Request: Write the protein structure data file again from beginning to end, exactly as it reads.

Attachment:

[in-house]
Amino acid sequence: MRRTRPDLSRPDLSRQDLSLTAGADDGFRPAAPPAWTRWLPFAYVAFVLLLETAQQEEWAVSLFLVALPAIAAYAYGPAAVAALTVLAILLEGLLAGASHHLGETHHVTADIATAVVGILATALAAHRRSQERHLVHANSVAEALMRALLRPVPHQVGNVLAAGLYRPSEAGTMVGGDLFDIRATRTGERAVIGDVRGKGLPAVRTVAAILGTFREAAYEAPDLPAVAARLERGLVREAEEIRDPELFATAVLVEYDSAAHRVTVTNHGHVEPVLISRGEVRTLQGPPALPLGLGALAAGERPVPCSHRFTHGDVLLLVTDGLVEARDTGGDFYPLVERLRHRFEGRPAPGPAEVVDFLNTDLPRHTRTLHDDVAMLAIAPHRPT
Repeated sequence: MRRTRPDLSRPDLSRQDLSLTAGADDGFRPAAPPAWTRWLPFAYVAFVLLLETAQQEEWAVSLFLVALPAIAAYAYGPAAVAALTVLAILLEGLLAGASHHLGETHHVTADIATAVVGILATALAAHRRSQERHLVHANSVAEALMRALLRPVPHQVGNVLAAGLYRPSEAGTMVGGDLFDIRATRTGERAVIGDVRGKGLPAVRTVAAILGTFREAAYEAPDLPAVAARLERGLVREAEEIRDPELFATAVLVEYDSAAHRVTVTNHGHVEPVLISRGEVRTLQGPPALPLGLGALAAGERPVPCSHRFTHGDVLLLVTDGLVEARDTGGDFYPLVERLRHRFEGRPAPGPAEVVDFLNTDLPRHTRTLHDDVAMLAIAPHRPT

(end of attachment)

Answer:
[in-house]
Amino acid sequence: MRRTRPDLSRPDLSRQDLSLTAGADDGFRPAAPPAWTRWLPFAYVAFVLLLETAQQEEWAVSLFLVALPAIAAYAYGPAAVAALTVLAILLEGLLAGASHHLGETHHVTADIATAVVGILATALAAHRRSQERHLVHANSVAEALMRALLRPVPHQVGNVLAAGLYRPSEAGTMVGGDLFDIRATRTGERAVIGDVRGKGLPAVRTVAAILGTFREAAYEAPDLPAVAARLERGLVREAEEIRDPELFATAVLVEYDSAAHRVTVTNHGHVEPVLISRGEVRTLQGPPALPLGLGALAAGERPVPCSHRFTHGDVLLLVTDGLVEARDTGGDFYPLVERLRHRFEGRPAPGPAEVVDFLNTDLPRHTRTLHDDVAMLAIAPHRPT
Repeated sequence: MRRTRPDLSRPDLSRQDLSLTAGADDGFRPAAPPAWTRWLPFAYVAFVLLLETAQQEEWAVSLFLVALPAIAAYAYGPAAVAALTVLAILLEGLLAGASHHLGETHHVTADIATAVVGILATALAAHRRSQERHLVHANSVAEALMRALLRPVPHQVGNVLAAGLYRPSEAGTMVGGDLFDIRATRTGERAVIGDVRGKGLPAVRTVAAILGTFREAAYEAPDLPAVAARLERGLVREAEEIRDPELFATAVLVEYDSAAHRVTVTNHGHVEPVLISRGEVRTLQGPPALPLGLGALAAGERPVPCSHRFTHGDVLLLVTDGLVEARDTGGDFYPLVERLRHRFEGRPAPGPAEVVDFLNTDLPRHTRTLHDDVAMLAIAPHRPT